Yup, that is the whaaaaaaaaaaaambulance you hear.
In an era where the Republicans have just enough power to cause serious headaches this deal was completely necessary. It paves the way for lame duck legislating of DADT and the Dream Act, which would not have seen the light of day in the Senate without a Tax Cut Deal. Additionally, the tax cuts were not made permanent, which means there is still time to get their messaging right, which it hasn’t been for the last several months, and win this battle in 2012.
Importantly, this deal clarified for all involved (Democratic Party, Republican Party, the Media, bloggers, Sarah Palin, that caribou she shot) that the only thing the Republican Party really cares about are the rich. According to their spin they “won” because they got two policy priorities, the high-end tax cuts and estate-tax deal, that really only help people who own and have an intimate knowledge of monocles and/or top hats (not a reference to Mr. Peanut).
I have argued this before. Obama has always been and always will be a pragmatist. He ran on “hope” because we really needed it after eight years of Bush-grown, country-sized rot. Yet, nothing about his rather progressive (please… try to argue with that) agenda has said he is an idealist. He will compromise to get the win that creates the most good. In this tax deal his win brings good to millions of Americans, opens the door for Don’t Ask Don’t Tell repeal, provides time for the passage of the START treaty, and hopefully see the DREAM ACT passed.
All in all… I would say that is a pretty good deal.
Republican Texas State Representative Betty Brown during a committee hearing on a voter-identification bill, a representative from the Organization of Chinese Americans:
Can’t you see that this [having an Americanized name] is something that would make it a lot easier for you and the people who are poll workers. If you could adopt a name just for identification purposes that’s easier for Americans to deal with?
In another “off the hook” move, Republican National Committee Chairman Michael Steele announced late last week that the Party has named its first-ever official New Media Director. Todd Herman, formerly of Microsoft, will take on the mantle beginning this April 6 as part of the GOP’s ongoing attempt to take over the Internet communications.
For me personally, it is scary to see Republicans even attempting to utilize the Internet as a tool. As Twitter has illustrated, while they may be vastly inept, the Party’s eagerness is intimidating. As of late February the GOP boasted that nearly 25 percent of Republican lawmakers used Twitter, compared to only 8.5 percent of their Democratic counterparts. Not only are more Republicans using Twitter, but they’re also using it smarter, sending our more personal messages and fewer self-aggrandizing tweets (in 160 character or less, of course). All of this makes me fear the day I cannot find 984329 blogs that reinforce my liberal leanings.
Luckily, we’re not there yet.
In a state of panic, I decided to do my research into this Todd Herman character.Â And here’s what I could discover.
+ He is the guy that invented those ads that interrupt your 30 Rock episodes (basically the guy behind commercials on the Internet)
+ AdAge (now closing its DC office, fyi) named him “the media guy”
+ He was one of the 25 initial inductees into the Streaming Media All Stars (oh boy!)
+ You can friend him on facebook.com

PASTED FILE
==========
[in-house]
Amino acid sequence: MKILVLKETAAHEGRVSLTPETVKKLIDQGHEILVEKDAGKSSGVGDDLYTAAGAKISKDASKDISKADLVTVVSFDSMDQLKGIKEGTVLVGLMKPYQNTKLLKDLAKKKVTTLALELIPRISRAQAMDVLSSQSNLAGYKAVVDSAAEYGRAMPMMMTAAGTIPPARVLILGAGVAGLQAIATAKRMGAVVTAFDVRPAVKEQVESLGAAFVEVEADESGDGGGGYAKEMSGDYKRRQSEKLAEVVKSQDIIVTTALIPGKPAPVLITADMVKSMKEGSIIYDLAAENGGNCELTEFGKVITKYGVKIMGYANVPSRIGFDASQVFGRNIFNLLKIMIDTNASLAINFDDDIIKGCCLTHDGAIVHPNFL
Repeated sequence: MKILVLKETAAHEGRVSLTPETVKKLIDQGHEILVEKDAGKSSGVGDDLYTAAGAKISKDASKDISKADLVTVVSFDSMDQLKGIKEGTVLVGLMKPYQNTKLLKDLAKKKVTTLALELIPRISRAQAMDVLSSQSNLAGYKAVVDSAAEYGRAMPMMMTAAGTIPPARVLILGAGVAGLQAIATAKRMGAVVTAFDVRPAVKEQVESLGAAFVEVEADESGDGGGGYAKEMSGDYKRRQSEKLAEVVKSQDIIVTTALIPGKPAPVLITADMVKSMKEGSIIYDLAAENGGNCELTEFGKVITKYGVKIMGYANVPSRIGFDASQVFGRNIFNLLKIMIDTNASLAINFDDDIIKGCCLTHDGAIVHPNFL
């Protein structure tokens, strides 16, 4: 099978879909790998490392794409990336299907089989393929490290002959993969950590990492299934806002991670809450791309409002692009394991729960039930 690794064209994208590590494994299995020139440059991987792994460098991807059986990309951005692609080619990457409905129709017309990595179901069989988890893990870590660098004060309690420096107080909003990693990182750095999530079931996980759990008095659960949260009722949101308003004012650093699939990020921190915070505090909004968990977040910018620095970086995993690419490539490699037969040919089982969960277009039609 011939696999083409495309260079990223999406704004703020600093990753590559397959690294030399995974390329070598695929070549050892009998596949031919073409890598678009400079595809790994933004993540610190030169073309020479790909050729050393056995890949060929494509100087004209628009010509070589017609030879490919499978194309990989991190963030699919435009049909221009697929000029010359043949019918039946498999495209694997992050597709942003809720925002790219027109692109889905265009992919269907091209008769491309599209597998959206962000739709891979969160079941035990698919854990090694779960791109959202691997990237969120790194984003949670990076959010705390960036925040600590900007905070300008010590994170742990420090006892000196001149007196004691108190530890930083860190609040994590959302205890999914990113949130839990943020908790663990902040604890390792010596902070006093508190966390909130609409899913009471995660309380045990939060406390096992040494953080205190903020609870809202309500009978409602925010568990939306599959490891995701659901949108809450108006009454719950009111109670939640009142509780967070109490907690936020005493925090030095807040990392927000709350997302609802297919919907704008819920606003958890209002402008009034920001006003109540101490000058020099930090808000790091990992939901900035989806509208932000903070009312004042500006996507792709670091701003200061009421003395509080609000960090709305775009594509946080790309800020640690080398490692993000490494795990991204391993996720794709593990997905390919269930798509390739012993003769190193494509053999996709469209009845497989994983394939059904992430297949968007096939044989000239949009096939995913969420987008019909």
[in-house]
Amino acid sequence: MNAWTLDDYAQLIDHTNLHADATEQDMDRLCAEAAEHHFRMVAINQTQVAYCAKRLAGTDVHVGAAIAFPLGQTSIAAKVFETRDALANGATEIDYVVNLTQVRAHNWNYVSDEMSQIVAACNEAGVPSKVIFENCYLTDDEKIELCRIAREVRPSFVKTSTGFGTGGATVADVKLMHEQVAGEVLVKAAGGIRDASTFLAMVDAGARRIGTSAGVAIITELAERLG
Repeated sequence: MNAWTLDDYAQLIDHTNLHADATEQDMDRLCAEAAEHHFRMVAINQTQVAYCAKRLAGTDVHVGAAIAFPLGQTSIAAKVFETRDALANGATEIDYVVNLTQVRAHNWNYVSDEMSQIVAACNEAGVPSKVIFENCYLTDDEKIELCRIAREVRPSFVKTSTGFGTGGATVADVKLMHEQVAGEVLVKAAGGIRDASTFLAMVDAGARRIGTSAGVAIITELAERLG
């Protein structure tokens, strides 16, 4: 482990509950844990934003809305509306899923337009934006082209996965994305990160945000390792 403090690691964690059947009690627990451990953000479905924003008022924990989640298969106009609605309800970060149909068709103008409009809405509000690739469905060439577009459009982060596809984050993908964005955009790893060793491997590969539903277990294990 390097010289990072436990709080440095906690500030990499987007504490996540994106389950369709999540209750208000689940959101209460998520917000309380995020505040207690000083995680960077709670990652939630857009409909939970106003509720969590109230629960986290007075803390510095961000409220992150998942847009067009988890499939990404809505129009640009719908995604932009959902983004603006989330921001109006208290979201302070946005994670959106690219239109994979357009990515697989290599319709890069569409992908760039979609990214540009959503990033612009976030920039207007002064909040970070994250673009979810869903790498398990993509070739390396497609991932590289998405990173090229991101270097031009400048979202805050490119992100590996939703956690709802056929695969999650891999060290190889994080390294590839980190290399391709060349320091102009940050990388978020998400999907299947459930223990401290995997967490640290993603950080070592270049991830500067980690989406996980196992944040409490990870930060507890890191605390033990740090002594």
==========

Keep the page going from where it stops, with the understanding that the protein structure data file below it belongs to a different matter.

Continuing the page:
+ He founded SpinSpotter.com, a entirely predictable Republican “spin” site that uses some good wordplay (Spinoculars?!? Kind of brilliant)
+ He writes his own really jank blog, Got Liberty? (Seriously, how do you not know how to use Photoshop, Mr. New Media?)
+ He is a former radio talk show host (Oh lord)
+ And he is a proud member of the Swift Boat Veterans for Truth
So, take my research for what it’s worth. The bottom line is that Mr. Herman appears to be a tech guru in the world of online advertising and video streaming who happens to be an excellent,Â respected software programmer. However, my interpretation is that in all of this Republicans have missed to point and the potential of the Internet. In the official GOP press release, Steele emphasized his success in advertising and financial success as a business leader and CEO. Repbublican leaders seem to be more focused on the economic potential of the Internet rather than its implications is organizing the grassroots. In the next several months, it will be interesting to see how, if at all, the Republican Internet identity shifts. At the very least, expect lots of video content from Todd and friends.
Time to step up the viral videos!
Also, on a personal note, I was surprised to see this gem at the bottom of Herman’s press release: “He currently lives in Washington State, where he works at his most important roles: Christian, husband and father.”
It appears that House Minority Whip Eric Cantor loves Brittney Spears, and forewent watching President Obama’s press conference last night for the Spears’ concert at the Verizon Center.
According to his office:
After attending the NRCC dinner, Eric, like President Obama has been known to do, enjoyed a night at the Verizon center. It was a bipartisan night, as Eric was joined by Senator Landrieu and other Democrats.
Of course, they later retracted the whole Landrieu part, so really… Cantor was alone, shaking his Republican booty to “Womanizer.” And alone in thinking that seeing Britney Spears live is more important than listening to how our President wants to fix the economy. But whatever. Apparently, the concert was awesome!
Many of you have asked that I reprise my State of the Union response speech. That was a joke by the way. It’s OK to laugh about it.I have just learned that because of President Obama’s opposition to torture, it is now illegal to show my speech to prisoners at Gitmo.
~Louisiana Gov. Bobby Jindal speaking at a Republican fundraiser last night in D.C.
Bonus Quote on whether its ok to want the President to fail:
My answer to the question is very simple: ‘Do you want the president to fail?’ It depends on what he is trying to do.